The world is also full of people who get their news from other sources and see newspapers as outdated and slow to adapt to change.

Reuters, NYT, The Guardian, The Oregonian…these are a few notable news outlets that have grasped the power of online news (maybe) in time to save themselves. But, seriously, the writing’s been on the wall long enough that everyone should have seen it.

Media evolves. It’s neither good nor bad. It’s simply going to be different.

Posted by Ken | Report as abusive

I am so happy to see these papers fading away. Almost 100% of the editors are registered as Democrats, so their view of mainstream simply isn’t. We could even see the NY Times go bankrupt this year. It would be great to see this paper fail. I haven’t read these liberal papers in years and I suspect that most of those who do read them won’t miss their propaganda in the long run anyway.

I am able to stay much more informed and learn what I want to learn, from other sources. Three cheers for online media!

Posted by Robert | Report as abusive

In the age of 24/7 news (not that it is a good thing) printed papers are often stale, information wise, before going to print.

As for the online newspaper that is great but getting subscription fees can be tough. There are plenty of news sites that are free though filled with ads.

I haven’t bought a local paper, other than the Sunday one, in years. Between the local channnels and cable news stations I’m burned out on news by the time the paper is delivered.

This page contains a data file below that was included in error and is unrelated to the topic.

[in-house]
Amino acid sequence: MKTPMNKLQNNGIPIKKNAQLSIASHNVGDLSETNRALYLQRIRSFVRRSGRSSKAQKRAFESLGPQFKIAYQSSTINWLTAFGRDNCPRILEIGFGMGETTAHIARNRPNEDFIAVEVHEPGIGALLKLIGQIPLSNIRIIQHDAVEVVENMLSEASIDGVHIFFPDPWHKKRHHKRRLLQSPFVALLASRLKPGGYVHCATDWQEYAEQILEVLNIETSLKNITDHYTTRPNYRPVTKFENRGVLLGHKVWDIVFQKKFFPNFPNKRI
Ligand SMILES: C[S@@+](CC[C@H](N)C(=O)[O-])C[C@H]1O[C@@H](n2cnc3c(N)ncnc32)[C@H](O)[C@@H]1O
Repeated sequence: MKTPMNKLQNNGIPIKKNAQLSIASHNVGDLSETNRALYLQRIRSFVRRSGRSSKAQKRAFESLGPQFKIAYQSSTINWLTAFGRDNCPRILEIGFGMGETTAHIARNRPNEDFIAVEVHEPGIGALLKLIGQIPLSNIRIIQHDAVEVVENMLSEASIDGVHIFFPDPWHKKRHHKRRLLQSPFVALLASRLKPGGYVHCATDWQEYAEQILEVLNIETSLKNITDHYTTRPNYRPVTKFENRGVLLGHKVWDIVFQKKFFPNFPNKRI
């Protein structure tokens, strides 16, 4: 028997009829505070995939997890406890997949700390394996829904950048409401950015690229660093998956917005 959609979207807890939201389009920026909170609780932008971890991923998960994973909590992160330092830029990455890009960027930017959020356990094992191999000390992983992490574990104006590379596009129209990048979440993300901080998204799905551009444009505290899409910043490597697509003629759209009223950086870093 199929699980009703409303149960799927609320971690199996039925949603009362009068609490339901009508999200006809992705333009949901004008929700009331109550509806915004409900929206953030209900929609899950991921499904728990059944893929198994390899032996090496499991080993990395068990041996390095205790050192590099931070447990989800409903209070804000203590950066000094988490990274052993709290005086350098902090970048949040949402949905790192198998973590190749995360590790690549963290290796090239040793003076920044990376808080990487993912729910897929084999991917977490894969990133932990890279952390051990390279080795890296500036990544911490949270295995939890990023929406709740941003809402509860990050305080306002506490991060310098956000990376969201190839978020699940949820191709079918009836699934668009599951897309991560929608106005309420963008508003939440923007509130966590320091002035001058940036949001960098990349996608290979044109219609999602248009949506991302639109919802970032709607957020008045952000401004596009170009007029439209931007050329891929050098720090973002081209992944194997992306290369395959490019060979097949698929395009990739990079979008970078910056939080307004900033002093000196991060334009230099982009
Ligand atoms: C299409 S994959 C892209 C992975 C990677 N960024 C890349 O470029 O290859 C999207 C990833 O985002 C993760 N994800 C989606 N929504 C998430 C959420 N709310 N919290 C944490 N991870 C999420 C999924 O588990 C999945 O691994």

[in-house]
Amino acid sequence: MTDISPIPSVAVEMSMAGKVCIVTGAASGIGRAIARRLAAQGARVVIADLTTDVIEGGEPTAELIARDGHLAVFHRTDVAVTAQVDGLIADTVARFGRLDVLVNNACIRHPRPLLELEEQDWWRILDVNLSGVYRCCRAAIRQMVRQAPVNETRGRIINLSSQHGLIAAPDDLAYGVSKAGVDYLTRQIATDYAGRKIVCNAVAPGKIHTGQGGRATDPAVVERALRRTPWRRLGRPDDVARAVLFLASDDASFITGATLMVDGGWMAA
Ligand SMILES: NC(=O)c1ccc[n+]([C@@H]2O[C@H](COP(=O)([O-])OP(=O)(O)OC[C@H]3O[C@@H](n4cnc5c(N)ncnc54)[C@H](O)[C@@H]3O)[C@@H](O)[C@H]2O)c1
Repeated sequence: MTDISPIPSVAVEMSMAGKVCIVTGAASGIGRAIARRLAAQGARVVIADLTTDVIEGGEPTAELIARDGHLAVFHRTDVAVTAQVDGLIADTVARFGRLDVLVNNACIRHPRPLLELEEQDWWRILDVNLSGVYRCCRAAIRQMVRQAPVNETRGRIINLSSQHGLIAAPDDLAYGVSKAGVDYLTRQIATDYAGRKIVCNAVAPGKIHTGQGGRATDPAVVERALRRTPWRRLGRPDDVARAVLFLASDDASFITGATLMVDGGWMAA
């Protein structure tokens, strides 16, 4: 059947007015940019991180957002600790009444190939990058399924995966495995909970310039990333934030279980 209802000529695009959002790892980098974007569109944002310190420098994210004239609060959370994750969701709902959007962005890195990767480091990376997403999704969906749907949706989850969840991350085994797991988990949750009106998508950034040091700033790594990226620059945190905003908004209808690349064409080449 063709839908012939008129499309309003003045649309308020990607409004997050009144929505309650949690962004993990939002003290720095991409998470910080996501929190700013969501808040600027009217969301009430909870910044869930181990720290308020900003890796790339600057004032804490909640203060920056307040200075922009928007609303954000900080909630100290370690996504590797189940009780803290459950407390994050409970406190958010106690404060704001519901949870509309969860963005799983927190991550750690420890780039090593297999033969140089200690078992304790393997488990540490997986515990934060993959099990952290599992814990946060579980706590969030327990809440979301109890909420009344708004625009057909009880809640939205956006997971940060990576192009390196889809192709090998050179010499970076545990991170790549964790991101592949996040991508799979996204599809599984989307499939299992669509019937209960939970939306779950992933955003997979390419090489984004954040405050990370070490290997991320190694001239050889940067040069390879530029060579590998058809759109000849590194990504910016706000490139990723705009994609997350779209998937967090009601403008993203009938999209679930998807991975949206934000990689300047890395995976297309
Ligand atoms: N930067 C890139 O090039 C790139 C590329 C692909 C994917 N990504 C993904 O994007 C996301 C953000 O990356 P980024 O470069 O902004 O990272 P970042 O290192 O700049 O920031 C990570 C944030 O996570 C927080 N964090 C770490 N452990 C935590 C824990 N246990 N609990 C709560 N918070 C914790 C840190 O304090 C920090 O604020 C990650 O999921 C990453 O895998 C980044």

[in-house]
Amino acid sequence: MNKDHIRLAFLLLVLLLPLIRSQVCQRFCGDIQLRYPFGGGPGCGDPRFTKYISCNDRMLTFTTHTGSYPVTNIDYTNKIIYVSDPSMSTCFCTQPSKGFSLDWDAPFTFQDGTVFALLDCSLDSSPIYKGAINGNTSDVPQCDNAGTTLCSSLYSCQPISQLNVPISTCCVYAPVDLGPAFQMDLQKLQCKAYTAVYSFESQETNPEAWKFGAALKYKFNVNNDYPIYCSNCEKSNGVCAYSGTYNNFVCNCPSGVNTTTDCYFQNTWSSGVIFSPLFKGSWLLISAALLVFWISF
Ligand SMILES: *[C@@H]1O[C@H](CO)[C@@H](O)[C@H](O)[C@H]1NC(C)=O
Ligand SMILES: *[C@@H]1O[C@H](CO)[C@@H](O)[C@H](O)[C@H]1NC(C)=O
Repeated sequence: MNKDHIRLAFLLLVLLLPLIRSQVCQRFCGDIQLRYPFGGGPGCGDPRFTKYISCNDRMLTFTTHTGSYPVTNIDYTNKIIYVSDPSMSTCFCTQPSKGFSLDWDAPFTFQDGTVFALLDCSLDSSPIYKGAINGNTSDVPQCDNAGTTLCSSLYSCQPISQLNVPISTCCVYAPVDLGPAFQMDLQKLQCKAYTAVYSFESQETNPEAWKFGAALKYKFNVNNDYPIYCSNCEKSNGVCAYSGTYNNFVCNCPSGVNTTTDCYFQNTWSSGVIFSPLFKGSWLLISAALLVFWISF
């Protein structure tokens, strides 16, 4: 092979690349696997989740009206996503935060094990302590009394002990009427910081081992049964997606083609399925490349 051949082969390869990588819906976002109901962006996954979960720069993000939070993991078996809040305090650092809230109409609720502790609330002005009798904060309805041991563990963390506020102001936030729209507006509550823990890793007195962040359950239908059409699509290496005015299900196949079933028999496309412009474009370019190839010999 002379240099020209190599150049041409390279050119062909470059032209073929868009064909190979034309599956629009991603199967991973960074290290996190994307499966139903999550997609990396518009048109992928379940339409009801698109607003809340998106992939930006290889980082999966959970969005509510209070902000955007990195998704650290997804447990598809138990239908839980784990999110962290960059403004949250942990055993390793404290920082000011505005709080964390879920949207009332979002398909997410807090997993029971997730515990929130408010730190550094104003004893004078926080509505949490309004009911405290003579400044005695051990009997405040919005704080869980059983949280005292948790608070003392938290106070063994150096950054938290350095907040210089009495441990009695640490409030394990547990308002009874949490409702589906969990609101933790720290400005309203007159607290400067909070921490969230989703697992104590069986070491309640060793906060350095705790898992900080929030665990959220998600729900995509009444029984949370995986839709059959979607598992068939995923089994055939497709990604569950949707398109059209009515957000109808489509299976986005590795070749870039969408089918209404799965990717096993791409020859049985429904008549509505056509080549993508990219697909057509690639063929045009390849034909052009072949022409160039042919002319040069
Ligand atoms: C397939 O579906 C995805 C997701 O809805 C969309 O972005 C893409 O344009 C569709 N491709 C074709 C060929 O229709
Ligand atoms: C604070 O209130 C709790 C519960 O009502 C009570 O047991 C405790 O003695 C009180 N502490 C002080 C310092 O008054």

Posted by Coyote | Report as abusive

Not all that surprising when not even three fifths of regular readers feel the paper is vital to the community or themselves.

Posted by Searcher | Report as abusive

The nitwiws imply that they get their “news” from TV. Pre-pacakged sound-bytes surrounded by entertainment and “happy talk.” Throw in the weather and traffic and hey, “That’s all I need! Why should I care about what’s really going on? Why should I read — it’s hard. I’d rather watch TV.”

The demise of newspapers reflects the reduced demand for insight and reflection by the public; newspapers are dull in comparison to TV. There’s no blood; no car chases; no mobs of people chanting and carrying signs.

The nabobs of digital-is-everything assert it’s a sign of the times — that newspapers are like dinosaurs. Perhaps they’re right. But people aren’t reading as much either — whether they want to or can — and that’s just a shame.

Posted by Dude | Report as abusive

I’m gonna miss those newspapers terribly. They are useful for collecting hair clippings when I give myself a haircut. They’re also indispensable for changing my car’s oil so I don’t leave a mess on the garage floor.

Seriously, guys. Fewer trees cut down for information that’s obsolete within 24 hours. That’s a plus. Let the media evolve.

Posted by Michael | Report as abusive

Too bad the newspapers didn’t plan for this long ago like the oil and tire companies did when they bought and dismantled rail systems in metro areas so folks had to drive cars use oil and buy tires, or like GM that squashed the electric car years ago. Of course these companies will eventually become obsolete – as we are seeing – but they survived a good 30-50 years longer than they should have without making important breakthroughs commercially available. The newspapers and print media companies should have sacked the Internet long ago, or at least patented online news and then squashed it. LOL.